- Published on Wednesday, 27 February 2013 00:00
- Written by Ellie Van Houtte - Staff Writerfirstname.lastname@example.org
Photo By: Ellie Van Houtte/Town Crier
If the town could swing it, local high school student Jehan Godrej would like Los Altos Hills to build public tennis courts.
“Since LAH is such a wonderful town, we should have more public facilities,” said Godrej, a Los Altos High School sophomore who aspires to play tennis professionally. “It would be nice to have something in the Hills that’s not private or a country club.”
Godrej, who said his drive to see more local youth play tennis inspired the request, approached City Clerk Deborah Padovan and scheduled a PowerPoint presentation during the Jan. 24 Los Altos Hills City Council meeting to outline his proposal. Like any member of the community, he was allocated two minutes to address the council.
Godrej argued that an affluent town like Los Altos Hills should be able to provide lighted tennis courts as a public amenity for residents. The town’s only public tennis courts are at Foothill College, where he explained that parking fees, lack of lights and traffic on and around campus make the facility challenging to access. Residential tennis courts and country clubs meet some of the demand, he noted, but they come with steep price tags.
Godrej, whose parents cited the cost and an environmental easement on their property as reasons they couldn’t build a tennis court at their home, takes lessons at Stanford University and Fremont Hills Country Club. The latter is an invitation-only club in Los Altos Hills with 10 courts. Godrej added that many of his friends and other local youth are unable to afford to play where he does.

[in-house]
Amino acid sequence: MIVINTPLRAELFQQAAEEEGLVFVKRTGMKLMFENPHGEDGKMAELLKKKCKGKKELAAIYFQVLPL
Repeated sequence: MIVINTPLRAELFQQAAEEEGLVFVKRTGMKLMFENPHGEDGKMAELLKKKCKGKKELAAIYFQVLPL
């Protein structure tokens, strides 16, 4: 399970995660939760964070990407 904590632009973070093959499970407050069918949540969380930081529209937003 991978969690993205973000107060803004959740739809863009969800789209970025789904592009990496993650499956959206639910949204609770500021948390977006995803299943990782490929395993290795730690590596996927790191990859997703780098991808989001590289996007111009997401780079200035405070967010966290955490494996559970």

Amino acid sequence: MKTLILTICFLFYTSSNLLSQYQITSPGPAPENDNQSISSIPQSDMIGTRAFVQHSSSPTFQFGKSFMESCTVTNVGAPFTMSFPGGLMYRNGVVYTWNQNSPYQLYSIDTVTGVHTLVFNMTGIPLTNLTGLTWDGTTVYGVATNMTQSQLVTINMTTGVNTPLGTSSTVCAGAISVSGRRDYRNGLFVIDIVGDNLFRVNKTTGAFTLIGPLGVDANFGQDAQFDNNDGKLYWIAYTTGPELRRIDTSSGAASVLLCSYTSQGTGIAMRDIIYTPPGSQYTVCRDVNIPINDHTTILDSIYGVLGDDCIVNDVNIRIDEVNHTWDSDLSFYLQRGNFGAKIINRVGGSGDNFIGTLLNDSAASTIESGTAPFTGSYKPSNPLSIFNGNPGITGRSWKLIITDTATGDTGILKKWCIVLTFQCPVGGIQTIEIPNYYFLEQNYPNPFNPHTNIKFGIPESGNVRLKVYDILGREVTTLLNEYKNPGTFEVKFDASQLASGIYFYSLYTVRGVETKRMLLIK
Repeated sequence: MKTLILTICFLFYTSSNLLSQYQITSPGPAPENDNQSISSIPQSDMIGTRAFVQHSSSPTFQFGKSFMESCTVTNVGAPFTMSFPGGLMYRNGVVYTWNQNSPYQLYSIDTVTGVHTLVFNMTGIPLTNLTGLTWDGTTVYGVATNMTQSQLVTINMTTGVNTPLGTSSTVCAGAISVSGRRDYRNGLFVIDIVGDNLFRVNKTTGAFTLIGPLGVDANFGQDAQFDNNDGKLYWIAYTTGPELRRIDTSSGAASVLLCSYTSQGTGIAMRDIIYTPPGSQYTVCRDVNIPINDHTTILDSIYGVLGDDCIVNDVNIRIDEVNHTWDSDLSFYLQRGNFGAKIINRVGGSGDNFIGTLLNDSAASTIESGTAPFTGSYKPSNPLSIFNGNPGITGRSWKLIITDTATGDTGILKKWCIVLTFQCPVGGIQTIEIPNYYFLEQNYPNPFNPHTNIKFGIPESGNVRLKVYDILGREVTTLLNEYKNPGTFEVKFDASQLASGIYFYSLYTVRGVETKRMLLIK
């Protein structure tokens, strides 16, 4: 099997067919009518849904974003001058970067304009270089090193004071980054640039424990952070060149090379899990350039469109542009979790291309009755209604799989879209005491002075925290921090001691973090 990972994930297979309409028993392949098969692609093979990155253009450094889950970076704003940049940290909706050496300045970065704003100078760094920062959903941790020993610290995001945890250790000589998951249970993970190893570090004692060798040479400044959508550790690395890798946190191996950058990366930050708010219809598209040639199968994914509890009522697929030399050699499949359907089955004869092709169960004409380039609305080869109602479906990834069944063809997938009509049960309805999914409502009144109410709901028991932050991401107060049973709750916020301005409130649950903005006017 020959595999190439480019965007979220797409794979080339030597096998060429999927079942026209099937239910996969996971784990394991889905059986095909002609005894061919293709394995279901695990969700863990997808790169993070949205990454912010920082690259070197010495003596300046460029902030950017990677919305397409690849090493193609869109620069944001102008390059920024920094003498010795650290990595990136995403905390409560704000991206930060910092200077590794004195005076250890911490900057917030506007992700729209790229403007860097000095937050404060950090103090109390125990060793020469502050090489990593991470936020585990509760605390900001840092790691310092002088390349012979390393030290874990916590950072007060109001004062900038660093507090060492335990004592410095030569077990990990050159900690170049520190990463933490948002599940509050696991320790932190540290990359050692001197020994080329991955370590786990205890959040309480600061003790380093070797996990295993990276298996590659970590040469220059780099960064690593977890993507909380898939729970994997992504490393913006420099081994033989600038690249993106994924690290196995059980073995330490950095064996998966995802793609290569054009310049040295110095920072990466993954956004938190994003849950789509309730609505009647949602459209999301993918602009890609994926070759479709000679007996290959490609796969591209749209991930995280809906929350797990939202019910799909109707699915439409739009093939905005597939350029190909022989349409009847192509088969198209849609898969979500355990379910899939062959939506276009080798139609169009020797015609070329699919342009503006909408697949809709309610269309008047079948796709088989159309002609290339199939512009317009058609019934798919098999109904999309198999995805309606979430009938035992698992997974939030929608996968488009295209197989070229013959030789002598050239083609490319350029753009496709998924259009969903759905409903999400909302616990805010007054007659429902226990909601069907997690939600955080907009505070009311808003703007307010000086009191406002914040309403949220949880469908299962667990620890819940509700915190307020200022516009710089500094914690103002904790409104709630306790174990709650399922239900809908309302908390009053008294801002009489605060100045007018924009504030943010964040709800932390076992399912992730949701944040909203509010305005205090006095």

A community survey conducted by the town’s Parks and Recreation Committee in 2006-2007 revealed that 4 percent of respondents were interested in the construction of tennis courts. A community park, a soccer field and aquatic facilities received significantly more support.
Although he did not receive an immediate response from the council regarding his proposal, Godrej remains undeterred. He insisted that there is a demand for public tennis courts and that they could lead to a resident’s turning pro in the sport – just as former Los Altos Hills resident Nick Saviano did. Godrej cited Saviano, who ranked among the top 50 pro players worldwide for nine years, as a role model for local youth.
Godrej plans to volunteer with the Parks and Recreation Committee and hopes to encourage more people to explore the sport he loves.
“It’s a very intricate sport,” he said. “While it seems really easy when you first pick up a racket and hit the ball, it gets more intricate and complicated as you go along.”